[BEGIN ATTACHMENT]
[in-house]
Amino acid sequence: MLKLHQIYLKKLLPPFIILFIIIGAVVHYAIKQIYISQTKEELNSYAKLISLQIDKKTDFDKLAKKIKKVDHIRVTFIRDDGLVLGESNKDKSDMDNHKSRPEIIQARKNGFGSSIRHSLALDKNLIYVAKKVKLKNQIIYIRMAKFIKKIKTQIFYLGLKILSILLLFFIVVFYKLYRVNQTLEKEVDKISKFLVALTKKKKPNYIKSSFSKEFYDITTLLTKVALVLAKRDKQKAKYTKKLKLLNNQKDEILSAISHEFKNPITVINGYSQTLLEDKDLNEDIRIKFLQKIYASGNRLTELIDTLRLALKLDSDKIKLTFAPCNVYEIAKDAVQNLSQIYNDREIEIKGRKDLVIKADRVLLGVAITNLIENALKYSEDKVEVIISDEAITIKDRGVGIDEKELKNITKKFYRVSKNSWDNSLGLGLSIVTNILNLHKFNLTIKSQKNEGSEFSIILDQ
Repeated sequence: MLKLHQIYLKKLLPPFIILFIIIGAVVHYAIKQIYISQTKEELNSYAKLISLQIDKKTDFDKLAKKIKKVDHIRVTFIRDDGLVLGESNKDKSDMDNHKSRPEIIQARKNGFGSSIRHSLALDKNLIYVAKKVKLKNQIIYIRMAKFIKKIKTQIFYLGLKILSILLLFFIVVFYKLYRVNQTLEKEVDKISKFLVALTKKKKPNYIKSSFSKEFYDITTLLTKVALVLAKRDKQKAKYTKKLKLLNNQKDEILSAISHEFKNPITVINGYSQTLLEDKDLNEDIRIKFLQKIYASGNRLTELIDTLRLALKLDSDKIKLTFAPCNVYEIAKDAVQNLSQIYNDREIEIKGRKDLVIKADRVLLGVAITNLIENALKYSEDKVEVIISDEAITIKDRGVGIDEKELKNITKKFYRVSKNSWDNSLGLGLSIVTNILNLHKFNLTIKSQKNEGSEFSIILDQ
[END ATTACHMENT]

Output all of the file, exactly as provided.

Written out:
[in-house]
Amino acid sequence: MLKLHQIYLKKLLPPFIILFIIIGAVVHYAIKQIYISQTKEELNSYAKLISLQIDKKTDFDKLAKKIKKVDHIRVTFIRDDGLVLGESNKDKSDMDNHKSRPEIIQARKNGFGSSIRHSLALDKNLIYVAKKVKLKNQIIYIRMAKFIKKIKTQIFYLGLKILSILLLFFIVVFYKLYRVNQTLEKEVDKISKFLVALTKKKKPNYIKSSFSKEFYDITTLLTKVALVLAKRDKQKAKYTKKLKLLNNQKDEILSAISHEFKNPITVINGYSQTLLEDKDLNEDIRIKFLQKIYASGNRLTELIDTLRLALKLDSDKIKLTFAPCNVYEIAKDAVQNLSQIYNDREIEIKGRKDLVIKADRVLLGVAITNLIENALKYSEDKVEVIISDEAITIKDRGVGIDEKELKNITKKFYRVSKNSWDNSLGLGLSIVTNILNLHKFNLTIKSQKNEGSEFSIILDQ
Repeated sequence: MLKLHQIYLKKLLPPFIILFIIIGAVVHYAIKQIYISQTKEELNSYAKLISLQIDKKTDFDKLAKKIKKVDHIRVTFIRDDGLVLGESNKDKSDMDNHKSRPEIIQARKNGFGSSIRHSLALDKNLIYVAKKVKLKNQIIYIRMAKFIKKIKTQIFYLGLKILSILLLFFIVVFYKLYRVNQTLEKEVDKISKFLVALTKKKKPNYIKSSFSKEFYDITTLLTKVALVLAKRDKQKAKYTKKLKLLNNQKDEILSAISHEFKNPITVINGYSQTLLEDKDLNEDIRIKFLQKIYASGNRLTELIDTLRLALKLDSDKIKLTFAPCNVYEIAKDAVQNLSQIYNDREIEIKGRKDLVIKADRVLLGVAITNLIENALKYSEDKVEVIISDEAITIKDRGVGIDEKELKNITKKFYRVSKNSWDNSLGLGLSIVTNILNLHKFNLTIKSQKNEGSEFSIILDQ